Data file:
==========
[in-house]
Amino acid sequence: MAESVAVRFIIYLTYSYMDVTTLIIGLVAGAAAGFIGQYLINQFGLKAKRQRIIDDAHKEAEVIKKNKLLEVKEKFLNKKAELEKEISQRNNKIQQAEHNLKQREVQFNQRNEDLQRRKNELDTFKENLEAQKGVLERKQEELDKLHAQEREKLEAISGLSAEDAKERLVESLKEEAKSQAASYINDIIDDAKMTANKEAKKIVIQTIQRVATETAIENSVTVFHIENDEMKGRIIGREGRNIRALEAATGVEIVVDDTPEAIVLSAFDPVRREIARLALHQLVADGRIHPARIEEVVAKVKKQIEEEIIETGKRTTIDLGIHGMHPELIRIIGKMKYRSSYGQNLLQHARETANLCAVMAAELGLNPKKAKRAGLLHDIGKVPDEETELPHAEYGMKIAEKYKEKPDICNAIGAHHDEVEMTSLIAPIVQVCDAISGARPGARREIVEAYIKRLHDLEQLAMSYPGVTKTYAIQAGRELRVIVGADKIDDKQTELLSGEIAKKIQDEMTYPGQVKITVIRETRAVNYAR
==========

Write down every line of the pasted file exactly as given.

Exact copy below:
[in-house]
Amino acid sequence: MAESVAVRFIIYLTYSYMDVTTLIIGLVAGAAAGFIGQYLINQFGLKAKRQRIIDDAHKEAEVIKKNKLLEVKEKFLNKKAELEKEISQRNNKIQQAEHNLKQREVQFNQRNEDLQRRKNELDTFKENLEAQKGVLERKQEELDKLHAQEREKLEAISGLSAEDAKERLVESLKEEAKSQAASYINDIIDDAKMTANKEAKKIVIQTIQRVATETAIENSVTVFHIENDEMKGRIIGREGRNIRALEAATGVEIVVDDTPEAIVLSAFDPVRREIARLALHQLVADGRIHPARIEEVVAKVKKQIEEEIIETGKRTTIDLGIHGMHPELIRIIGKMKYRSSYGQNLLQHARETANLCAVMAAELGLNPKKAKRAGLLHDIGKVPDEETELPHAEYGMKIAEKYKEKPDICNAIGAHHDEVEMTSLIAPIVQVCDAISGARPGARREIVEAYIKRLHDLEQLAMSYPGVTKTYAIQAGRELRVIVGADKIDDKQTELLSGEIAKKIQDEMTYPGQVKITVIRETRAVNYAR